By: Michelle Wilco, Spring 2018 Intern, HeLP Legal Services Clinic
Virtually everyone benefits from some form of privilege. Privilege has become a “dirty” word, and people often get defensive about admitting to benefitting from it, but having privilege merely means you have gotten some benefit from an unearned advantage. For example, you benefit from privilege if you have access to clean drinking water. Benefitting from privilege does not mean you have not suffered or encountered hardships, or that your privilege outweighs your suffering, and it does not mean you are automatically prejudiced against those who do not share your privilege. Admitting biases, prejudices, and privilege does not have to be negative; it can be a positive step toward understanding from where those beliefs stem, learning how to recognize when those beliefs are negatively and unfairly influencing your decision making, and eliminating unsubstantiated stereotypes. In fact, turning a blind eye to privilege can have lasting, damaging repercussions. For example, there has been interesting research conducted recently about whether police training on implicit bias can effectively reduce the instances of harmful effects of race and gender bias in law enforcement.
One of the most important and valuable practices in becoming a more introspective and self-aware person is taking the time to evaluate your personal biases and privileges, and then figuring out how to keep them from negatively impacting the way you interact with others. This is especially helpful when working with clients. It is important to keep in mind that, as a counselor, student intern, or attorney, you are in a position of power and authority in relation to your client. Your clients have come to you because they need help and they do not have the resources or ability to help themselves. As the person they have come to for assistance, you often have the power to decide whether to work to help them or to block their access to these resources. Your client knows this and, ideally, trusts that you are there to serve as an advocate on his or her behalf. There is usually no way to completely shift or erase this power imbalance, but acknowledging that it exists and that you are in a position of privilege over your clients can help alleviate the tension and help you figure out how to best be of assistance.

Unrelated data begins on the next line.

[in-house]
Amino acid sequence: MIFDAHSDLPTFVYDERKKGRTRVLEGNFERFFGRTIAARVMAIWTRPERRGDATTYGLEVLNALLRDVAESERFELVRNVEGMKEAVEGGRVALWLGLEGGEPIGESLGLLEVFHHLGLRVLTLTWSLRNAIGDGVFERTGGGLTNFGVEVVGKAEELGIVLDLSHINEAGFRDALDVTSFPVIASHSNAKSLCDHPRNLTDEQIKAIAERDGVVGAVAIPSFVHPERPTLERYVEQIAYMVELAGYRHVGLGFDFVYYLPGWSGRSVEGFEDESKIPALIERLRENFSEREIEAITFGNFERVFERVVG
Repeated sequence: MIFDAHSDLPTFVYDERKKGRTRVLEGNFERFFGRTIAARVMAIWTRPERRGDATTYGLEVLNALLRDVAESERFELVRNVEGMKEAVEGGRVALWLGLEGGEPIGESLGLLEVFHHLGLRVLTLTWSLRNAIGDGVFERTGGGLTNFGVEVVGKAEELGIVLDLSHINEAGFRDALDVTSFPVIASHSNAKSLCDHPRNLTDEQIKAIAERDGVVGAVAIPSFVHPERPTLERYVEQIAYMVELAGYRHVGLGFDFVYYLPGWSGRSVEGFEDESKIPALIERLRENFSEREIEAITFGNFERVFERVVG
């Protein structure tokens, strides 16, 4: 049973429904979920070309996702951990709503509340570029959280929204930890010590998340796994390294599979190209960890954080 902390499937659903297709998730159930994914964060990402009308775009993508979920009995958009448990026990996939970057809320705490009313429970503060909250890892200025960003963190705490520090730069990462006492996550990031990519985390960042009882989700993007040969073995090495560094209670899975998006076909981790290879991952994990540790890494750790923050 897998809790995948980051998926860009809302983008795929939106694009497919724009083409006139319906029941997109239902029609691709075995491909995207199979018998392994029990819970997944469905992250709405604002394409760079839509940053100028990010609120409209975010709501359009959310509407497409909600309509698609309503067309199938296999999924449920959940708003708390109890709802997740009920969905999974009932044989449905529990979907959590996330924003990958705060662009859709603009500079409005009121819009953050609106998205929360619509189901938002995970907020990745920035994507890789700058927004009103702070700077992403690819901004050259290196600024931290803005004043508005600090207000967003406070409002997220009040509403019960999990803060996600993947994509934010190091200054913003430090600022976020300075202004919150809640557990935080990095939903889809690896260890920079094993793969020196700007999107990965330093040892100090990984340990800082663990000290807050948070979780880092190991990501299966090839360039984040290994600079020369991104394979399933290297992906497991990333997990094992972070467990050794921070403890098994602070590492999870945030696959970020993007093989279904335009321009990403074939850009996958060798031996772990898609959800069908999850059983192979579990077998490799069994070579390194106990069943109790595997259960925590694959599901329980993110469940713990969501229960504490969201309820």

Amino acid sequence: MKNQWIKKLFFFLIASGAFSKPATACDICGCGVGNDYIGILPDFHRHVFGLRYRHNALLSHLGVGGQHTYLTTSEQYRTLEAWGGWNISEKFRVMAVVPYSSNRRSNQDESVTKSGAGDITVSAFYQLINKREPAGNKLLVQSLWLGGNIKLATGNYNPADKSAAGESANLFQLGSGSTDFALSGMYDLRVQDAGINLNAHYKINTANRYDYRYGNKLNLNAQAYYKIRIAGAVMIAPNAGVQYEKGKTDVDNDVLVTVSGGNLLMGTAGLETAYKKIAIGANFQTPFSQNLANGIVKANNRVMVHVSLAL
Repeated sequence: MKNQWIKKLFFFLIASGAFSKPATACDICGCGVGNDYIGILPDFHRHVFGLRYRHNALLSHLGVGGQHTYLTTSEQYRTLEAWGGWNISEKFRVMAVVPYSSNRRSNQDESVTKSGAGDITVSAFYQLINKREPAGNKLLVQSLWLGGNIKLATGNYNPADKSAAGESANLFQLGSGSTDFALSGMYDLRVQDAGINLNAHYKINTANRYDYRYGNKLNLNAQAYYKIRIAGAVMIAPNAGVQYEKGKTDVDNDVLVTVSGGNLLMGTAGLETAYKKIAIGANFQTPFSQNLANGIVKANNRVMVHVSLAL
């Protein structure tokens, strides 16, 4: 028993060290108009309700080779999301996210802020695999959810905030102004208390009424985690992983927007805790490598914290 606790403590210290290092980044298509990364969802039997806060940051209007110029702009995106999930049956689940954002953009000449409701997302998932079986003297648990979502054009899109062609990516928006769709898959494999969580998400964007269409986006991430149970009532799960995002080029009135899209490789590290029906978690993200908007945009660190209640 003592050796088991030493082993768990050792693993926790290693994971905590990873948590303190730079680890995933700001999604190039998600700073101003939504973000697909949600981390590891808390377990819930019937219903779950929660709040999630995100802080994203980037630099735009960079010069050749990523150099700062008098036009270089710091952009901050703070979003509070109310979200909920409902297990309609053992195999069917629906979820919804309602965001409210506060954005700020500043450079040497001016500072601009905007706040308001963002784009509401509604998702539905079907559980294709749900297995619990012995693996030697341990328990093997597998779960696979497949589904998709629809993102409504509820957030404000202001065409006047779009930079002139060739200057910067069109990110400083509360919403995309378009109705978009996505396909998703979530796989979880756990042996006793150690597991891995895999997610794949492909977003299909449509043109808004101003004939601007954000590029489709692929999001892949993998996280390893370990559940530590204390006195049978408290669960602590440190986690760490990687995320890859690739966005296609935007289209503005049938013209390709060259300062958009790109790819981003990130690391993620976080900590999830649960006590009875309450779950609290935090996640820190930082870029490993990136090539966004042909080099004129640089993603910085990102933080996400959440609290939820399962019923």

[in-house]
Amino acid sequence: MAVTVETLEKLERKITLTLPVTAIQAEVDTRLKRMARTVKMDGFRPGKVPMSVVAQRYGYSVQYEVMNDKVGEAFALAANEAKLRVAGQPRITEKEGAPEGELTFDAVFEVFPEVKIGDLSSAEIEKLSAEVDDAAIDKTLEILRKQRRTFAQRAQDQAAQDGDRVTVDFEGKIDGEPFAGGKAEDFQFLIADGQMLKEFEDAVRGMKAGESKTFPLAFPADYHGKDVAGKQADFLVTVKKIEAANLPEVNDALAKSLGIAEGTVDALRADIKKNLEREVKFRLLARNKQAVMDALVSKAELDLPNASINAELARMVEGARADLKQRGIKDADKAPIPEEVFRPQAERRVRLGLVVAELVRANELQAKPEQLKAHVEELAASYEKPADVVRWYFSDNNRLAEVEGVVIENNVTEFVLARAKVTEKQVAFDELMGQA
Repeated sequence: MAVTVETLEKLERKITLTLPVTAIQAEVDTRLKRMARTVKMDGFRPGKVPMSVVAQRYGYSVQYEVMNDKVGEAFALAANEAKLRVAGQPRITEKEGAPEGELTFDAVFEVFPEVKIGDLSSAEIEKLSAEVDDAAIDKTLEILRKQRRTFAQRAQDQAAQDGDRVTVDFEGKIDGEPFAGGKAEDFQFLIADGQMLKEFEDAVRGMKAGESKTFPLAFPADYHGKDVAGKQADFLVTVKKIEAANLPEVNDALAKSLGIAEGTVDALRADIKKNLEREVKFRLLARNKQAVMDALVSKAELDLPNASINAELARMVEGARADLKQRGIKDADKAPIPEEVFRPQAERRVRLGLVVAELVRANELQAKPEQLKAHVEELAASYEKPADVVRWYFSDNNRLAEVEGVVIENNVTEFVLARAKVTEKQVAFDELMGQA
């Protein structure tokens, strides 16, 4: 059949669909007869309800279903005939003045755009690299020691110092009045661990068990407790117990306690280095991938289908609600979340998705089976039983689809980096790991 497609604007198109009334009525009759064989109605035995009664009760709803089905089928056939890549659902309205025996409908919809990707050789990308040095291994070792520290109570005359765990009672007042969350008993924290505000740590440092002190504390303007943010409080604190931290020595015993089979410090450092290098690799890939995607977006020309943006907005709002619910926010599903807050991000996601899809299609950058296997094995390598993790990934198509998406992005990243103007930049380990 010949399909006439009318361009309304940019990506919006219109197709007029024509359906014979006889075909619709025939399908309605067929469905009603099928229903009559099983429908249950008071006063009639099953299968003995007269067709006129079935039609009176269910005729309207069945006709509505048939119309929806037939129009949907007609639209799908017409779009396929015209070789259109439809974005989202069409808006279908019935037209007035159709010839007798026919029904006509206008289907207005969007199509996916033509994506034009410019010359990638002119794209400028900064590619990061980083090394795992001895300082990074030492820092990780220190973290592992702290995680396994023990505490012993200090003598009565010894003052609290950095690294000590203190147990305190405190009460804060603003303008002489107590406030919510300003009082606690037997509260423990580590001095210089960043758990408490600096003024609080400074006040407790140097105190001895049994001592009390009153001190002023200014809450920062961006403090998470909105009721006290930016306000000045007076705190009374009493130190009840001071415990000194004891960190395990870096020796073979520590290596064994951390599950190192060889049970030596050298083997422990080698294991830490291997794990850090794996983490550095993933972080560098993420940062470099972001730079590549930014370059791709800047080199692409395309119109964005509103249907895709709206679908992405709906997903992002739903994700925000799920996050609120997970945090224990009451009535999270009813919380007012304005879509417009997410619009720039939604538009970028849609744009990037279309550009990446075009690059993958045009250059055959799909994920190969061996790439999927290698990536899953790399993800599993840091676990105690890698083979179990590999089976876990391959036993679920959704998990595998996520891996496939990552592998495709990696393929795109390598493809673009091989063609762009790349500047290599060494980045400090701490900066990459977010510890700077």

Understanding the differences in your privilege and your clients’ can help you feel and express empathy, learn to ask more in-depth questions to try to solve the clients’ problems, and relate to your clients on a personal level. For example, if you find yourself becoming frustrated by a client who is routinely running late to meetings, or one who needs to bring her child with her, or one who can only meet with you after his shifts at work end, take a moment to pause and consider the ways in which your privilege is causing your frustration. Acknowledging that you benefit from having a reliable mode of transportation, or the ability to afford childcare while you are at work, or a salaried job with “normal” work hours and the opportunity to take time off can help you better manage your frustration and find a way to work with your client. Rather than feeling guilty about benefitting from privilege or feeling defensive about your internal implicit biases, think about how your past and your experiences affect how you treat others and, if you find room for improvement, work to adjust your behavior accordingly.